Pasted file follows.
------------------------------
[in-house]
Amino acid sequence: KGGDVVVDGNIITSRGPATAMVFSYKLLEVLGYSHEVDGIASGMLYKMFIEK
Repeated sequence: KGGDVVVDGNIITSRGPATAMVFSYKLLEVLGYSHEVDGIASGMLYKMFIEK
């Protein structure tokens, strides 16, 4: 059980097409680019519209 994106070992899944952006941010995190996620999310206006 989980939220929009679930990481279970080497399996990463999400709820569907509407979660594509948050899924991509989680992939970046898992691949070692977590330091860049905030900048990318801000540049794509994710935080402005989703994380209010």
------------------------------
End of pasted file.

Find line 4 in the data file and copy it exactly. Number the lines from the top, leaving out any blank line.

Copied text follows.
């Protein structure tokens, strides 16, 4: 059980097409680019519209 994106070992899944952006941010995190996620999310206006 989980939220929009679930990481279970080497399996990463999400709820569907509407979660594509948050899924991509989680992939970046898992691949070692977590330091860049905030900048990318801000540049794509994710935080402005989703994380209010």